A TOTAL of 84 Hampshire schools have been named for the first time by Everyone's Invited following allegations from students of rape, sexual assault and sexual harassment.

The schools were named by current and former pupils who posted harrowing testimonies about their experiences of “rape culture” on the Everyone’s Invited website.

It comes after an Ofsted report claimed sexual harassment has become “normalised” for schoolchildren, with around nine in 10 girls reporting incidents of sexist name calling and being sent unwanted explicit pictures or videos.

The report suggests children often do not see the point of reporting sexual harassment because it happens so frequently, while many teachers consistently underestimate the scale of these problems.

Search through the named Hampshire schools in the table below.

Ofsted inspectors were told that boys are sharing “nudes” among themselves like a “collection game” on platforms such as WhatsApp and Snapchat, while some girls have experienced “unwanted touching in school corridors”.

The watchdog visited 32 state and private schools and colleges and spoke to more than 900 young people about sexual harassment after thousands of testimonials were posted on the Everyone’s Invited website.

Amanda Spielman, chief inspector of schools, said: “It’s alarming that many children and young people, particularly girls, feel they have to accept sexual harassment as part of growing up.

“Whether it’s happening at school or in their social life, they simply don’t feel it’s worth reporting.

“This is a cultural issue; it’s about attitudes and behaviours becoming normalised, and schools and colleges can’t solve that by themselves.”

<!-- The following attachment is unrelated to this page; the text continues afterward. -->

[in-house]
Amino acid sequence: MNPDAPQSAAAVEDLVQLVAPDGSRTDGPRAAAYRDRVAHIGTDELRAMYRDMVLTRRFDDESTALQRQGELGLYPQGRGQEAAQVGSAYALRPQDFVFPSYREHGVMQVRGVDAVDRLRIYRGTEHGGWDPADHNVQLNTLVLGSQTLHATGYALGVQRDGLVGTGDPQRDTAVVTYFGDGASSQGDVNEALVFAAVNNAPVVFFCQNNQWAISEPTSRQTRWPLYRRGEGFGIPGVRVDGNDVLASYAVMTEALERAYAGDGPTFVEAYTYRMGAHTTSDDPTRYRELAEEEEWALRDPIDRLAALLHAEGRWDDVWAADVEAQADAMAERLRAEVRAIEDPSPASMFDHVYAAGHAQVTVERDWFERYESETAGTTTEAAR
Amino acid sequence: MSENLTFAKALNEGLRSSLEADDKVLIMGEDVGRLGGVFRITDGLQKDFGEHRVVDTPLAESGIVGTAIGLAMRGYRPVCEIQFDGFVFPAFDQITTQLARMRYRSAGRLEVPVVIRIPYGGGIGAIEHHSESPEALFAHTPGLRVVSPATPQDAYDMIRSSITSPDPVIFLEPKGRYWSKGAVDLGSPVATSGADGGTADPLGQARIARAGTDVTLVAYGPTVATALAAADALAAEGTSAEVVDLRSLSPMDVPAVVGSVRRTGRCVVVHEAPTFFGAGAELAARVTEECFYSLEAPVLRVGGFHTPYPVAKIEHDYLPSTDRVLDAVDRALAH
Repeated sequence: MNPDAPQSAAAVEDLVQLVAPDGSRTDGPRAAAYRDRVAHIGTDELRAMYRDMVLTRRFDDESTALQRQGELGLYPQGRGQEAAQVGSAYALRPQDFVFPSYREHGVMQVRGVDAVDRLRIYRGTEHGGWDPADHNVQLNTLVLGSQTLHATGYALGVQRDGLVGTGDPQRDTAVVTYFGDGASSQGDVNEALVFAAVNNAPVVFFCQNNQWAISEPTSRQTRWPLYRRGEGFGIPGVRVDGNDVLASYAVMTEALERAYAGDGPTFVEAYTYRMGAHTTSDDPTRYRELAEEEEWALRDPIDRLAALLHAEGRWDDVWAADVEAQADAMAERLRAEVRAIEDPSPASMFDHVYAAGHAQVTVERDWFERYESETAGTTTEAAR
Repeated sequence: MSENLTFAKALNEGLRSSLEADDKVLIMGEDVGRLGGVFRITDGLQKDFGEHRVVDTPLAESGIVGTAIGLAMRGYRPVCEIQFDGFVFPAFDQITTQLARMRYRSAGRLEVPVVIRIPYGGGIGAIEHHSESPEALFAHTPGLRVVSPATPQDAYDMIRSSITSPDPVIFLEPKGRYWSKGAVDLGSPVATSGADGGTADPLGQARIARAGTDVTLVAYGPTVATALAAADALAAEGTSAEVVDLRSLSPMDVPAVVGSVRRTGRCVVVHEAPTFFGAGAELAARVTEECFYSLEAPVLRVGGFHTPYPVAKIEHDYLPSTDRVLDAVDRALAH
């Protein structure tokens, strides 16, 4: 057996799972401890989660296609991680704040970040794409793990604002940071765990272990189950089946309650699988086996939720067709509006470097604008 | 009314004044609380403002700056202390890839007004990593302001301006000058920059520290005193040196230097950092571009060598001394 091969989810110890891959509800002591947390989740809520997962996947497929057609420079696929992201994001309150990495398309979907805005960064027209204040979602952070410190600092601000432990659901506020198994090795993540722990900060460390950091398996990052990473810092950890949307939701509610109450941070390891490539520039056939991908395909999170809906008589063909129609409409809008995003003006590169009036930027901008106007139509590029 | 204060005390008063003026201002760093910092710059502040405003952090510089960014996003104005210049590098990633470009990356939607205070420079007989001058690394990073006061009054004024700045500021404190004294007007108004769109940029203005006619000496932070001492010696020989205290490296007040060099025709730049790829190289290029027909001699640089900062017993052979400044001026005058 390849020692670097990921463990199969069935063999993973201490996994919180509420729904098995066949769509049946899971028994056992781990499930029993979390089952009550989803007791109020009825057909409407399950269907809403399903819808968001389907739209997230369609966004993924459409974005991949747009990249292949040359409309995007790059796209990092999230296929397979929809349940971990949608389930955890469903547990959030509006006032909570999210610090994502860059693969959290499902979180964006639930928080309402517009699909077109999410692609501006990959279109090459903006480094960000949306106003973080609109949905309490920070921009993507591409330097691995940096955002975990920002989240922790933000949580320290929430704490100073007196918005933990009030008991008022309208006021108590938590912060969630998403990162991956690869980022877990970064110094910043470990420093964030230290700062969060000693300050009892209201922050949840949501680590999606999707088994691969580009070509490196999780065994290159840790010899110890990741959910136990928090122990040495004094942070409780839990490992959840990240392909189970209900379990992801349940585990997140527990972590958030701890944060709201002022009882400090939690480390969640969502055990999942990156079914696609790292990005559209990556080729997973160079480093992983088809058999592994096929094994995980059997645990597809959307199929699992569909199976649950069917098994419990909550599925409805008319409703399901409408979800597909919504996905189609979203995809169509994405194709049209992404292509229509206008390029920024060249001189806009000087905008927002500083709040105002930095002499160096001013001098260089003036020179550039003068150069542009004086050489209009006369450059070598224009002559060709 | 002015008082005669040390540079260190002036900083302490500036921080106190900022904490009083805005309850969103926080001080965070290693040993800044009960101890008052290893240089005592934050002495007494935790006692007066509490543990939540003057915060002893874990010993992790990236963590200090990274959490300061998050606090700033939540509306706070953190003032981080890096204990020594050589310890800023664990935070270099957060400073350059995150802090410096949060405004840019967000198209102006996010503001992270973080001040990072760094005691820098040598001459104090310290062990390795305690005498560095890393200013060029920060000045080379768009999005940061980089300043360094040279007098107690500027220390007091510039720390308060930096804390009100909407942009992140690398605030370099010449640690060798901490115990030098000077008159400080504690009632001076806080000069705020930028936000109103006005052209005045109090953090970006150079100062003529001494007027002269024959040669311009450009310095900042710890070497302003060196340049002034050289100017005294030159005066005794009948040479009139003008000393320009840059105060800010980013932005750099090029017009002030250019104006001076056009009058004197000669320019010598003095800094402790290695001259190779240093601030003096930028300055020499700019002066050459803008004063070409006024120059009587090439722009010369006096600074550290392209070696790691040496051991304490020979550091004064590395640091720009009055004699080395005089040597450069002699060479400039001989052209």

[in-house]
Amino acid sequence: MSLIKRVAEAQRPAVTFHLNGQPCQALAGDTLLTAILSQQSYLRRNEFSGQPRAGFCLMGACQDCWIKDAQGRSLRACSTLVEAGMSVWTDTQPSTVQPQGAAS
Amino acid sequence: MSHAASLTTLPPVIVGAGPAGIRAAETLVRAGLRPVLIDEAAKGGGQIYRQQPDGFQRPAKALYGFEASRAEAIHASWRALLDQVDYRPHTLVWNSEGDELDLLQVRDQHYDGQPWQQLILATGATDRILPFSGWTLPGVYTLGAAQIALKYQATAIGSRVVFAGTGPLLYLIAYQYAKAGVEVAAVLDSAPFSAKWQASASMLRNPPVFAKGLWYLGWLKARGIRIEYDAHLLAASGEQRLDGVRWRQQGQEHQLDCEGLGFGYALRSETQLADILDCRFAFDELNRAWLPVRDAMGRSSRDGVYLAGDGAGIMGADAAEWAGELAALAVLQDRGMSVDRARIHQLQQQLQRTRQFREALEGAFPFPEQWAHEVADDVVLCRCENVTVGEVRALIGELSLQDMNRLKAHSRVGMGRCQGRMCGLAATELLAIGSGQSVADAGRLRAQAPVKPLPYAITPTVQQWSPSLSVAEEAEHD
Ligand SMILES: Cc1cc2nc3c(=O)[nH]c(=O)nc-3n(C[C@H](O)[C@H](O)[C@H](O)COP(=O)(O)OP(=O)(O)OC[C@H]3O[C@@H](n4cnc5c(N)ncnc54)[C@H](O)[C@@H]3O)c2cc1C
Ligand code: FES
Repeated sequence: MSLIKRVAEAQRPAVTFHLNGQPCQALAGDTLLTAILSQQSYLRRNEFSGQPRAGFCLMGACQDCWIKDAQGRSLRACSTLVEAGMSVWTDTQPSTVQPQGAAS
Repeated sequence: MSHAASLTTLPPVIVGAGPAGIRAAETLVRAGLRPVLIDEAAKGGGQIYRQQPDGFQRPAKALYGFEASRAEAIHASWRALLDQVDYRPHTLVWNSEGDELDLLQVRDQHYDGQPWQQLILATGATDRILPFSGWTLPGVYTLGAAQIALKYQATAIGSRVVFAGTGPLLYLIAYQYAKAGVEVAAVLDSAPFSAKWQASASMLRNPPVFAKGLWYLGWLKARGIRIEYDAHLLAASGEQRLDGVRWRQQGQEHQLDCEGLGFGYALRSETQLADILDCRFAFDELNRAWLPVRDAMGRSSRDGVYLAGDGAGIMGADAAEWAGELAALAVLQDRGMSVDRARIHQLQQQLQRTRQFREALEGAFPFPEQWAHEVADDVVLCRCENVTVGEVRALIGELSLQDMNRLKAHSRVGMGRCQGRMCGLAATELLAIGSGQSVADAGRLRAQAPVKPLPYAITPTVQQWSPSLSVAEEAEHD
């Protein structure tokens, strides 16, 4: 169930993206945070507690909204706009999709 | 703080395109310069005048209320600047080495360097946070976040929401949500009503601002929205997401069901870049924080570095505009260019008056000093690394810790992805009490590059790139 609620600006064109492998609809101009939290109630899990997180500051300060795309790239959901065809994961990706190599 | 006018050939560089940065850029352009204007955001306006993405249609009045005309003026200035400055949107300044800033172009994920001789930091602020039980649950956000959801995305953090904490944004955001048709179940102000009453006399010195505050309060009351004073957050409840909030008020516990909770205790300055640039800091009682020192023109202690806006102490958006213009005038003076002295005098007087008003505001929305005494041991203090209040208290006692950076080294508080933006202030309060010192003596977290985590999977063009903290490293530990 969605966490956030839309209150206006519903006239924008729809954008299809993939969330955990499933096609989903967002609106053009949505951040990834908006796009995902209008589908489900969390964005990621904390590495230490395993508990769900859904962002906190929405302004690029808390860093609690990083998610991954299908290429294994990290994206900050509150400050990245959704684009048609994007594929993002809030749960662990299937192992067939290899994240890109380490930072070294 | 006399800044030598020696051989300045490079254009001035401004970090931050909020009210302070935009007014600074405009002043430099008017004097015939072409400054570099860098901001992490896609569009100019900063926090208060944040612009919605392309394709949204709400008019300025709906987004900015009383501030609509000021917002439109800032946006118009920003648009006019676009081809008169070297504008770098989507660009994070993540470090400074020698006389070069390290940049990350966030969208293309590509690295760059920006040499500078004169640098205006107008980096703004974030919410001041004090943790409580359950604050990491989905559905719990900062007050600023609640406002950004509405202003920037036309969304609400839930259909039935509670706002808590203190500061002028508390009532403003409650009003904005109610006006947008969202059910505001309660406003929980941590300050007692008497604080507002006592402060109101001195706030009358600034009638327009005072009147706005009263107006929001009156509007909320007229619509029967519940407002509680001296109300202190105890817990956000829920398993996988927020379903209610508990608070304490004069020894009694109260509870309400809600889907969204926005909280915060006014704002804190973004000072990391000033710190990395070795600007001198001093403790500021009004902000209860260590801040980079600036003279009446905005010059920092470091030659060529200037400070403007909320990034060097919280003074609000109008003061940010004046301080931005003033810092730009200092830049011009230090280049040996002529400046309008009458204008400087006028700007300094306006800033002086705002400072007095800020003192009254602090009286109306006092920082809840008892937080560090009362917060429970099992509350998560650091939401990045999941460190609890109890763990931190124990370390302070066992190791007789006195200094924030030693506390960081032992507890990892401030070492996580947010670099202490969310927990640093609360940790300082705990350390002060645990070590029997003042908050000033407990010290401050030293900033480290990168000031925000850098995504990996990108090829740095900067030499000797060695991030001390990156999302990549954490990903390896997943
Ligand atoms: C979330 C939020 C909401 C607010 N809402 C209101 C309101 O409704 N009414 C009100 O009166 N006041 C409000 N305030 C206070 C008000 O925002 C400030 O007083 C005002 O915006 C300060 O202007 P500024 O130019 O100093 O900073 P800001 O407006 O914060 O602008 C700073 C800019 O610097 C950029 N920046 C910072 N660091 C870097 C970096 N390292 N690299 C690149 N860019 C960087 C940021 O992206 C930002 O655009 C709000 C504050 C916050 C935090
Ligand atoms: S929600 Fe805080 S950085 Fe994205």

The review found around nine in 10 of the girls that inspectors spoke to said that sexist name calling and being sent unwanted explicit pictures or videos happened “a lot” or “sometimes”.

Most children felt that the relationships, sex and health education (RSHE) they received did not give them the information and advice they needed to navigate the reality of their lives.

Girls were frustrated that there was not clear teaching of what constitutes acceptable and unacceptable behaviour, and many had turned to social media or their peers to educate each other.

One female pupil told inspectors: “It shouldn’t be our responsibility to educate boys.”

Many teachers said they do not feel prepared to teach outside their subject specialism, or lack knowledge on topics such as consent, healthy relationships and sharing of sexual images.

Paul Whiteman, general secretary of school leaders’ union NAHT, said: “However difficult, we must all listen to their reality and consider what role we can play in addressing the concerning issues they raise.”

He added: “We support the clear recommendations Ofsted makes for school and college leaders; sexual harassment and online sexual abuse must not be tolerated in any educational setting, but schools do need to be given the resources, training, support and guidance to implement their whole school approach effectively.

“Sexual harassment and violence is a problem that reaches far beyond the school gates. There is no doubt that schools can and should play a key role in this work, but they can’t solve it alone. We need government and other agencies to play their part too.”

  • Have you experienced "rape culture" in a Hampshire school or are you a parent concerned about your child in school? Email megan.hinton@newsquest.co.uk to talk anonymously.